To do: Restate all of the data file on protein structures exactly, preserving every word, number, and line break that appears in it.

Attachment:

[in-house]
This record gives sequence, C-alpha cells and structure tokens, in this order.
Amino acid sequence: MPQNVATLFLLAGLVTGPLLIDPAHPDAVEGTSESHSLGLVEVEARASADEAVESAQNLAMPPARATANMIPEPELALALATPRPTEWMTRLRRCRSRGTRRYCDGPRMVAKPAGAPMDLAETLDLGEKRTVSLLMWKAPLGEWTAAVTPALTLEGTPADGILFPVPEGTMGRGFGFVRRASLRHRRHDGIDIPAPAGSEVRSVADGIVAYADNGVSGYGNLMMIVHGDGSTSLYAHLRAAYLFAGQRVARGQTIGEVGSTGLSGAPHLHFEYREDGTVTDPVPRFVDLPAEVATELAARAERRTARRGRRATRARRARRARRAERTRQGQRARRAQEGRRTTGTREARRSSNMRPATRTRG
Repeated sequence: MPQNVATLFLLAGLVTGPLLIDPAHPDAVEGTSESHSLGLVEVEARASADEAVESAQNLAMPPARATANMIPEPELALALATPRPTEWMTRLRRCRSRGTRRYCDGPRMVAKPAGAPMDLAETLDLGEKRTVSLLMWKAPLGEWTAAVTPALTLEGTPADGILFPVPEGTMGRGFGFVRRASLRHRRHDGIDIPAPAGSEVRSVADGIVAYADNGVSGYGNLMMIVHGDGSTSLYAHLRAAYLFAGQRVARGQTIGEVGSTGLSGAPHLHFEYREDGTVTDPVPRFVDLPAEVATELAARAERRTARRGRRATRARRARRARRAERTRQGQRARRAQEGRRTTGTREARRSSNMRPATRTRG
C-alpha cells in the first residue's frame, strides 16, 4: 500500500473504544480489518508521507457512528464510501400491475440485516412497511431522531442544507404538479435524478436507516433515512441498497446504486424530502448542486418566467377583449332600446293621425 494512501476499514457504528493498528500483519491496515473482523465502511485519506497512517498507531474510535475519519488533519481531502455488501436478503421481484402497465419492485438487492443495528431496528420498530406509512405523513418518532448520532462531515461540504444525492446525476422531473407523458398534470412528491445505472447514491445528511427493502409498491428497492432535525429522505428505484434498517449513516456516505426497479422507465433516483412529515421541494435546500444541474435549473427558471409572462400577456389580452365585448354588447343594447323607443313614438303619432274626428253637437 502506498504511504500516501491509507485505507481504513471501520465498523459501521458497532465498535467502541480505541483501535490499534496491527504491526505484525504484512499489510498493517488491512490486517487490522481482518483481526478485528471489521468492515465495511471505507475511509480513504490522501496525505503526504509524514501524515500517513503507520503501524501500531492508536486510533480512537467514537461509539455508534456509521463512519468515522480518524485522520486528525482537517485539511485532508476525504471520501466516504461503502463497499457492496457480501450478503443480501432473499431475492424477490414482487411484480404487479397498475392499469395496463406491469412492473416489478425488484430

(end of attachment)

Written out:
[in-house]
This record gives sequence, C-alpha cells and structure tokens, in this order.
Amino acid sequence: MPQNVATLFLLAGLVTGPLLIDPAHPDAVEGTSESHSLGLVEVEARASADEAVESAQNLAMPPARATANMIPEPELALALATPRPTEWMTRLRRCRSRGTRRYCDGPRMVAKPAGAPMDLAETLDLGEKRTVSLLMWKAPLGEWTAAVTPALTLEGTPADGILFPVPEGTMGRGFGFVRRASLRHRRHDGIDIPAPAGSEVRSVADGIVAYADNGVSGYGNLMMIVHGDGSTSLYAHLRAAYLFAGQRVARGQTIGEVGSTGLSGAPHLHFEYREDGTVTDPVPRFVDLPAEVATELAARAERRTARRGRRATRARRARRARRAERTRQGQRARRAQEGRRTTGTREARRSSNMRPATRTRG
Repeated sequence: MPQNVATLFLLAGLVTGPLLIDPAHPDAVEGTSESHSLGLVEVEARASADEAVESAQNLAMPPARATANMIPEPELALALATPRPTEWMTRLRRCRSRGTRRYCDGPRMVAKPAGAPMDLAETLDLGEKRTVSLLMWKAPLGEWTAAVTPALTLEGTPADGILFPVPEGTMGRGFGFVRRASLRHRRHDGIDIPAPAGSEVRSVADGIVAYADNGVSGYGNLMMIVHGDGSTSLYAHLRAAYLFAGQRVARGQTIGEVGSTGLSGAPHLHFEYREDGTVTDPVPRFVDLPAEVATELAARAERRTARRGRRATRARRARRARRAERTRQGQRARRAQEGRRTTGTREARRSSNMRPATRTRG
C-alpha cells in the first residue's frame, strides 16, 4: 500500500473504544480489518508521507457512528464510501400491475440485516412497511431522531442544507404538479435524478436507516433515512441498497446504486424530502448542486418566467377583449332600446293621425 494512501476499514457504528493498528500483519491496515473482523465502511485519506497512517498507531474510535475519519488533519481531502455488501436478503421481484402497465419492485438487492443495528431496528420498530406509512405523513418518532448520532462531515461540504444525492446525476422531473407523458398534470412528491445505472447514491445528511427493502409498491428497492432535525429522505428505484434498517449513516456516505426497479422507465433516483412529515421541494435546500444541474435549473427558471409572462400577456389580452365585448354588447343594447323607443313614438303619432274626428253637437 502506498504511504500516501491509507485505507481504513471501520465498523459501521458497532465498535467502541480505541483501535490499534496491527504491526505484525504484512499489510498493517488491512490486517487490522481482518483481526478485528471489521468492515465495511471505507475511509480513504490522501496525505503526504509524514501524515500517513503507520503501524501500531492508536486510533480512537467514537461509539455508534456509521463512519468515522480518524485522520486528525482537517485539511485532508476525504471520501466516504461503502463497499457492496457480501450478503443480501432473499431475492424477490414482487411484480404487479397498475392499469395496463406491469412492473416489478425488484430